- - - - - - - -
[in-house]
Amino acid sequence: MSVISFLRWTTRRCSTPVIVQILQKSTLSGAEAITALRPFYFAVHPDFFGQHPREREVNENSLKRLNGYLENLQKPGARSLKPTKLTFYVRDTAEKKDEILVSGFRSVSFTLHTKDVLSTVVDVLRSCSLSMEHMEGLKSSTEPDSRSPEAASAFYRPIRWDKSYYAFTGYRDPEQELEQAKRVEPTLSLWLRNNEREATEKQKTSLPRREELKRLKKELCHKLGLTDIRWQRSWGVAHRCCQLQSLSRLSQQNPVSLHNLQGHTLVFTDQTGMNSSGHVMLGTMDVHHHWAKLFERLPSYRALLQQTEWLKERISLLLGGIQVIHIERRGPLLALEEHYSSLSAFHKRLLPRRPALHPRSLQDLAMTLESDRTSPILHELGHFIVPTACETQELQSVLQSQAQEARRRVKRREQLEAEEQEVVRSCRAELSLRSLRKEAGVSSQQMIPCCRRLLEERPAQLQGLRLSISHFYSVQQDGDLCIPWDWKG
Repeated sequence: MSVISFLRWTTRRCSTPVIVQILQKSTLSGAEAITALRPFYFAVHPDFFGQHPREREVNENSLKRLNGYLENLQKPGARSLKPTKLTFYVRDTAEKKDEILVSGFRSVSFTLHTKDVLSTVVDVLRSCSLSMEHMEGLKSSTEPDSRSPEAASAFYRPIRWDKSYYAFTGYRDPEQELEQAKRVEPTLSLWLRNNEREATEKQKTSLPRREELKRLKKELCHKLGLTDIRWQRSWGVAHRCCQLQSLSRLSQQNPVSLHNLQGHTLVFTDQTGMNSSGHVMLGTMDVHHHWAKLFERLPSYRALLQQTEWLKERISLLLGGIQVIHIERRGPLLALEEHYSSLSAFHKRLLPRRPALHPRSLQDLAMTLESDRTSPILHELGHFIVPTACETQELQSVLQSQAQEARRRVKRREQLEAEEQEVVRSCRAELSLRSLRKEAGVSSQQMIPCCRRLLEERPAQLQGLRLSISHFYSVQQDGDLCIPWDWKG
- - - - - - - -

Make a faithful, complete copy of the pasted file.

[in-house]
Amino acid sequence: MSVISFLRWTTRRCSTPVIVQILQKSTLSGAEAITALRPFYFAVHPDFFGQHPREREVNENSLKRLNGYLENLQKPGARSLKPTKLTFYVRDTAEKKDEILVSGFRSVSFTLHTKDVLSTVVDVLRSCSLSMEHMEGLKSSTEPDSRSPEAASAFYRPIRWDKSYYAFTGYRDPEQELEQAKRVEPTLSLWLRNNEREATEKQKTSLPRREELKRLKKELCHKLGLTDIRWQRSWGVAHRCCQLQSLSRLSQQNPVSLHNLQGHTLVFTDQTGMNSSGHVMLGTMDVHHHWAKLFERLPSYRALLQQTEWLKERISLLLGGIQVIHIERRGPLLALEEHYSSLSAFHKRLLPRRPALHPRSLQDLAMTLESDRTSPILHELGHFIVPTACETQELQSVLQSQAQEARRRVKRREQLEAEEQEVVRSCRAELSLRSLRKEAGVSSQQMIPCCRRLLEERPAQLQGLRLSISHFYSVQQDGDLCIPWDWKG
Repeated sequence: MSVISFLRWTTRRCSTPVIVQILQKSTLSGAEAITALRPFYFAVHPDFFGQHPREREVNENSLKRLNGYLENLQKPGARSLKPTKLTFYVRDTAEKKDEILVSGFRSVSFTLHTKDVLSTVVDVLRSCSLSMEHMEGLKSSTEPDSRSPEAASAFYRPIRWDKSYYAFTGYRDPEQELEQAKRVEPTLSLWLRNNEREATEKQKTSLPRREELKRLKKELCHKLGLTDIRWQRSWGVAHRCCQLQSLSRLSQQNPVSLHNLQGHTLVFTDQTGMNSSGHVMLGTMDVHHHWAKLFERLPSYRALLQQTEWLKERISLLLGGIQVIHIERRGPLLALEEHYSSLSAFHKRLLPRRPALHPRSLQDLAMTLESDRTSPILHELGHFIVPTACETQELQSVLQSQAQEARRRVKRREQLEAEEQEVVRSCRAELSLRSLRKEAGVSSQQMIPCCRRLLEERPAQLQGLRLSISHFYSVQQDGDLCIPWDWKG